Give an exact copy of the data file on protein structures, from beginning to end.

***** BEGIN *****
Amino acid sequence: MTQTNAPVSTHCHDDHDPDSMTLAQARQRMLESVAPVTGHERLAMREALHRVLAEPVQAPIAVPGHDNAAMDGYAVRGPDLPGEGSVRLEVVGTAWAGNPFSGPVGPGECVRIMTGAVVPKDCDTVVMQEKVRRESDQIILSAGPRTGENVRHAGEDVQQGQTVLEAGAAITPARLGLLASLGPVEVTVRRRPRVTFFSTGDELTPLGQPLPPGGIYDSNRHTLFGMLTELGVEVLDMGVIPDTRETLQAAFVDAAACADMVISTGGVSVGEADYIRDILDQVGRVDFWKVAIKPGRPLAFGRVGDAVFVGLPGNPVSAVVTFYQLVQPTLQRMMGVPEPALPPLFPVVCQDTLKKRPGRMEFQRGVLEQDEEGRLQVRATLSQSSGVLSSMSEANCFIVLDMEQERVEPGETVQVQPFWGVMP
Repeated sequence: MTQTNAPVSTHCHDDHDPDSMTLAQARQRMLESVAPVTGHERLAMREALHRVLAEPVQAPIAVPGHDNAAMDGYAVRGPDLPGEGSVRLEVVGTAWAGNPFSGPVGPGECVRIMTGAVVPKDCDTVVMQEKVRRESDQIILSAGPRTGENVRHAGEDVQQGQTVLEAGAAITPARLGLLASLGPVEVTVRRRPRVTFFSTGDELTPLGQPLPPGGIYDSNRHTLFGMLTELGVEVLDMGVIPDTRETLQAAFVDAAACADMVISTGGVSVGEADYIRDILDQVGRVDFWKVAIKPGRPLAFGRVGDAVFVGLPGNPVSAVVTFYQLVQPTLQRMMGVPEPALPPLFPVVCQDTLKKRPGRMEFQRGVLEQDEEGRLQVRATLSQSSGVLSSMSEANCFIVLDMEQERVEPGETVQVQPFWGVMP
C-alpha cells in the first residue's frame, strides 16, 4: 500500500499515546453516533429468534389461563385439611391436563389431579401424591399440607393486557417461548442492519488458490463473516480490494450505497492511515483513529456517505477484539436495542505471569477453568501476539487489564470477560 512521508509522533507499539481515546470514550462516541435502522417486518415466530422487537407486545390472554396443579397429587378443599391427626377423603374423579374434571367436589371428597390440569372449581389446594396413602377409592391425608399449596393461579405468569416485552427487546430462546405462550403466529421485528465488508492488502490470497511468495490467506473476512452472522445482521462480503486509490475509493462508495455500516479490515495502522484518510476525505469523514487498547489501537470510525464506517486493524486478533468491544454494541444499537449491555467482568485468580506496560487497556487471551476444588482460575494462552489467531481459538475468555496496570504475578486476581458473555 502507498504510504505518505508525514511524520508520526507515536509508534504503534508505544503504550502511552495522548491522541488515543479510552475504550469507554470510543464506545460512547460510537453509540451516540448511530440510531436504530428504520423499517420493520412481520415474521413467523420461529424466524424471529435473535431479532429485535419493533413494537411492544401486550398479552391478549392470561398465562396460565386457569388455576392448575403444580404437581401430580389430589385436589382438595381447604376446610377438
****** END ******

Amino acid sequence: MTQTNAPVSTHCHDDHDPDSMTLAQARQRMLESVAPVTGHERLAMREALHRVLAEPVQAPIAVPGHDNAAMDGYAVRGPDLPGEGSVRLEVVGTAWAGNPFSGPVGPGECVRIMTGAVVPKDCDTVVMQEKVRRESDQIILSAGPRTGENVRHAGEDVQQGQTVLEAGAAITPARLGLLASLGPVEVTVRRRPRVTFFSTGDELTPLGQPLPPGGIYDSNRHTLFGMLTELGVEVLDMGVIPDTRETLQAAFVDAAACADMVISTGGVSVGEADYIRDILDQVGRVDFWKVAIKPGRPLAFGRVGDAVFVGLPGNPVSAVVTFYQLVQPTLQRMMGVPEPALPPLFPVVCQDTLKKRPGRMEFQRGVLEQDEEGRLQVRATLSQSSGVLSSMSEANCFIVLDMEQERVEPGETVQVQPFWGVMP
Repeated sequence: MTQTNAPVSTHCHDDHDPDSMTLAQARQRMLESVAPVTGHERLAMREALHRVLAEPVQAPIAVPGHDNAAMDGYAVRGPDLPGEGSVRLEVVGTAWAGNPFSGPVGPGECVRIMTGAVVPKDCDTVVMQEKVRRESDQIILSAGPRTGENVRHAGEDVQQGQTVLEAGAAITPARLGLLASLGPVEVTVRRRPRVTFFSTGDELTPLGQPLPPGGIYDSNRHTLFGMLTELGVEVLDMGVIPDTRETLQAAFVDAAACADMVISTGGVSVGEADYIRDILDQVGRVDFWKVAIKPGRPLAFGRVGDAVFVGLPGNPVSAVVTFYQLVQPTLQRMMGVPEPALPPLFPVVCQDTLKKRPGRMEFQRGVLEQDEEGRLQVRATLSQSSGVLSSMSEANCFIVLDMEQERVEPGETVQVQPFWGVMP
C-alpha cells in the first residue's frame, strides 16, 4: 500500500499515546453516533429468534389461563385439611391436563389431579401424591399440607393486557417461548442492519488458490463473516480490494450505497492511515483513529456517505477484539436495542505471569477453568501476539487489564470477560 512521508509522533507499539481515546470514550462516541435502522417486518415466530422487537407486545390472554396443579397429587378443599391427626377423603374423579374434571367436589371428597390440569372449581389446594396413602377409592391425608399449596393461579405468569416485552427487546430462546405462550403466529421485528465488508492488502490470497511468495490467506473476512452472522445482521462480503486509490475509493462508495455500516479490515495502522484518510476525505469523514487498547489501537470510525464506517486493524486478533468491544454494541444499537449491555467482568485468580506496560487497556487471551476444588482460575494462552489467531481459538475468555496496570504475578486476581458473555 502507498504510504505518505508525514511524520508520526507515536509508534504503534508505544503504550502511552495522548491522541488515543479510552475504550469507554470510543464506545460512547460510537453509540451516540448511530440510531436504530428504520423499517420493520412481520415474521413467523420461529424466524424471529435473535431479532429485535419493533413494537411492544401486550398479552391478549392470561398465562396460565386457569388455576392448575403444580404437581401430580389430589385436589382438595381447604376446610377438